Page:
stellarium has a web version, linux version, and windows version
Locate the Cassiopeia constellation.
Big Dipper to Casiopia
If you can find the Big Dipper, look for the bright star next to it. This is called Polaris or the North Star. Across Polaris from the Big Dipper will be Cassiopeia. Cassiopeia contains five stars in a "W” shape. The right side of this "W" will point down directly at the Andromeda Galaxy.
Find the Pegasus and Andromeda constellations.
Casiopia to Andromeda and great square
Pegasus looks like a giant rectangle. You should see two lines of stars extending from the upper left-hand corner of this star. This is the Andromeda constellation.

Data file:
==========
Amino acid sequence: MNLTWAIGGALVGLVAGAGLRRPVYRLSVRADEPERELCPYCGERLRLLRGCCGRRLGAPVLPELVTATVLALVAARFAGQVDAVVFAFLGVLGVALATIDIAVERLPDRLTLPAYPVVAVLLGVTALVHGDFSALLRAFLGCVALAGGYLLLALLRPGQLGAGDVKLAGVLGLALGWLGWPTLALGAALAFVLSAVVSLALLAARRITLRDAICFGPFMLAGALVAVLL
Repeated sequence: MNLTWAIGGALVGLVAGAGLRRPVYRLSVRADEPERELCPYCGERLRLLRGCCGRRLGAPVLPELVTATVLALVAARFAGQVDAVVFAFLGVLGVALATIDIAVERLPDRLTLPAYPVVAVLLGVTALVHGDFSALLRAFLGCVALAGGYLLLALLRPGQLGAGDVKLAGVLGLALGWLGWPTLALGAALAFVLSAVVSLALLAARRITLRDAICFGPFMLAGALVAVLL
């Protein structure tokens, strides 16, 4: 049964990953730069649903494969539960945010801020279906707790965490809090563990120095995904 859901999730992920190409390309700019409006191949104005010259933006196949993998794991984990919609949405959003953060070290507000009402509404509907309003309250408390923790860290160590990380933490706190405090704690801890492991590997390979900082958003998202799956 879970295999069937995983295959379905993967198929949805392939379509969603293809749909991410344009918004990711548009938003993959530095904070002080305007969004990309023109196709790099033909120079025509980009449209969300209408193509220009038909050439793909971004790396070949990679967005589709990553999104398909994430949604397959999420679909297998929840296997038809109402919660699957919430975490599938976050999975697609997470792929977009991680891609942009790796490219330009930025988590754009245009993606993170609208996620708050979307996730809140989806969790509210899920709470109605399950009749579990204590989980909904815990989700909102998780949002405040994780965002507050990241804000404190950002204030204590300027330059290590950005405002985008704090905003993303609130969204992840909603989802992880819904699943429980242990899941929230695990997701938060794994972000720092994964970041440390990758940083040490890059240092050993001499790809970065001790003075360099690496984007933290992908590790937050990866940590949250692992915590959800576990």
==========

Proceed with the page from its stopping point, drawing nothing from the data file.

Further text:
Keep in mind that the Andromeda constellation is separate from the Andromeda Galaxy.
Look between Pegasus and Cassiopeia for a smudge.
Look for smudge between Pegasus and Cassiopeia
The Andromeda Galaxy lies between the Pegasus constellation and the point of Cassiopeia. It should look like a blur or a hazy oval in the sky.
Draw a line through the Mirach and Mu Andromedae stars.
Draw line through the Mirach and Mu Andromedae
Start at the star on the upper left-hand corner of Pegasus. The constellation Andromeda begins here. Follow Andromeda down two stars. You should see two stars stacked on top of one another called Mirach and Mu Andromedae. If you draw a line through the two stars and extend it past Mu Andromedae, you should run into the Andromeda Galaxy.
Mu Andromedae is dimmer than Mirach. It is also the star closest to the Andromeda Galaxy.
Choosing Your Tools
Start by locating the galaxy with your naked eye.